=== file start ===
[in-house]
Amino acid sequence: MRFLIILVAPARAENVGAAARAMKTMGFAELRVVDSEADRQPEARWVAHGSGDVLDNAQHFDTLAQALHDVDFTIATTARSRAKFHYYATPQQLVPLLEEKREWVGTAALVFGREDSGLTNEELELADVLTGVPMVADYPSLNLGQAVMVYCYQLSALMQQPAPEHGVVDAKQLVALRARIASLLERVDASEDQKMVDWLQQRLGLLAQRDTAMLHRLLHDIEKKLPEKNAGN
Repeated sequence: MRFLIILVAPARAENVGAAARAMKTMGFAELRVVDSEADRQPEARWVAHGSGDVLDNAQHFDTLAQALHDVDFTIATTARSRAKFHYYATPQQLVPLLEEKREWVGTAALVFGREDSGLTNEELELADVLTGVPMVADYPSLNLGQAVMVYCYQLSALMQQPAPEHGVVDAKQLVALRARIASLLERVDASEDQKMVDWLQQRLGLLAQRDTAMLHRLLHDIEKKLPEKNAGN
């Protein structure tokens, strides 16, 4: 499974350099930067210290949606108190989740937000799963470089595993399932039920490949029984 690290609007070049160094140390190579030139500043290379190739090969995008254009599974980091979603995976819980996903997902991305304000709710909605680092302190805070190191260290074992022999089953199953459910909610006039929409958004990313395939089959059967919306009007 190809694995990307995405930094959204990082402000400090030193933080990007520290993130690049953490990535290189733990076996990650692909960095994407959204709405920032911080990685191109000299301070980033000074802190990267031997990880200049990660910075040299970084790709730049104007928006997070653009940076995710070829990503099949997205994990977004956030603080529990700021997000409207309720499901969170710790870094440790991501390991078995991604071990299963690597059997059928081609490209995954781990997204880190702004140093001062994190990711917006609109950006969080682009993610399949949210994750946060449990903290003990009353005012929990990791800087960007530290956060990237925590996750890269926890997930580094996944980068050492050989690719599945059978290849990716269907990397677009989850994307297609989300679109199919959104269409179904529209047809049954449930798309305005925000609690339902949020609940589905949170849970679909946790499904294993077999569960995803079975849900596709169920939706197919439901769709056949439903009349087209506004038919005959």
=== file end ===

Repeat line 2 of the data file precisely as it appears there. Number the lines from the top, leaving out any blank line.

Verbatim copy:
Amino acid sequence: MRFLIILVAPARAENVGAAARAMKTMGFAELRVVDSEADRQPEARWVAHGSGDVLDNAQHFDTLAQALHDVDFTIATTARSRAKFHYYATPQQLVPLLEEKREWVGTAALVFGREDSGLTNEELELADVLTGVPMVADYPSLNLGQAVMVYCYQLSALMQQPAPEHGVVDAKQLVALRARIASLLERVDASEDQKMVDWLQQRLGLLAQRDTAMLHRLLHDIEKKLPEKNAGN